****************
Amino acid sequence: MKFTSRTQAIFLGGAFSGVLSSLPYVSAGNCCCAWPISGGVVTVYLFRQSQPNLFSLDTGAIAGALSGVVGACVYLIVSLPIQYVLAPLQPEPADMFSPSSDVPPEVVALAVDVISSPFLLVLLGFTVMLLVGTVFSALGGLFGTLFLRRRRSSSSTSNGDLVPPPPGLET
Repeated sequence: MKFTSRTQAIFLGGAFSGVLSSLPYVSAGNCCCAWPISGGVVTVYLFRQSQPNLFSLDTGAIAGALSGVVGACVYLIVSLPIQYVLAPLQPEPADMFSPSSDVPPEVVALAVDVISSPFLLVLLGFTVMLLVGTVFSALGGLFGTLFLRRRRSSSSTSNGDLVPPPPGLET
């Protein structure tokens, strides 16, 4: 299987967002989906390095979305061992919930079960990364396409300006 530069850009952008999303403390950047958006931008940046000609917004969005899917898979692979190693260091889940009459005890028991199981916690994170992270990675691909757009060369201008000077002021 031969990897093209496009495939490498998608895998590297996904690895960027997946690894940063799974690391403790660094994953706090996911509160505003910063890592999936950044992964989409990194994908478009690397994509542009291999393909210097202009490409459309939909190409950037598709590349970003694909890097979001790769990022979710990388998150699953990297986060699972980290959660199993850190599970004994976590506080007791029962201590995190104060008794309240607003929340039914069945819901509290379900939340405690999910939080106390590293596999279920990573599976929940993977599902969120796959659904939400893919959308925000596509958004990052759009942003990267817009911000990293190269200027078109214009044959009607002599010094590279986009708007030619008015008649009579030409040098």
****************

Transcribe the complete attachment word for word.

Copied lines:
Amino acid sequence: MKFTSRTQAIFLGGAFSGVLSSLPYVSAGNCCCAWPISGGVVTVYLFRQSQPNLFSLDTGAIAGALSGVVGACVYLIVSLPIQYVLAPLQPEPADMFSPSSDVPPEVVALAVDVISSPFLLVLLGFTVMLLVGTVFSALGGLFGTLFLRRRRSSSSTSNGDLVPPPPGLET
Repeated sequence: MKFTSRTQAIFLGGAFSGVLSSLPYVSAGNCCCAWPISGGVVTVYLFRQSQPNLFSLDTGAIAGALSGVVGACVYLIVSLPIQYVLAPLQPEPADMFSPSSDVPPEVVALAVDVISSPFLLVLLGFTVMLLVGTVFSALGGLFGTLFLRRRRSSSSTSNGDLVPPPPGLET
């Protein structure tokens, strides 16, 4: 299987967002989906390095979305061992919930079960990364396409300006 530069850009952008999303403390950047958006931008940046000609917004969005899917898979692979190693260091889940009459005890028991199981916690994170992270990675691909757009060369201008000077002021 031969990897093209496009495939490498998608895998590297996904690895960027997946690894940063799974690391403790660094994953706090996911509160505003910063890592999936950044992964989409990194994908478009690397994509542009291999393909210097202009490409459309939909190409950037598709590349970003694909890097979001790769990022979710990388998150699953990297986060699972980290959660199993850190599970004994976590506080007791029962201590995190104060008794309240607003929340039914069945819901509290379900939340405690999910939080106390590293596999279920990573599976929940993977599902969120796959659904939400893919959308925000596509958004990052759009942003990267817009911000990293190269200027078109214009044959009607002599010094590279986009708007030619008015008649009579030409040098």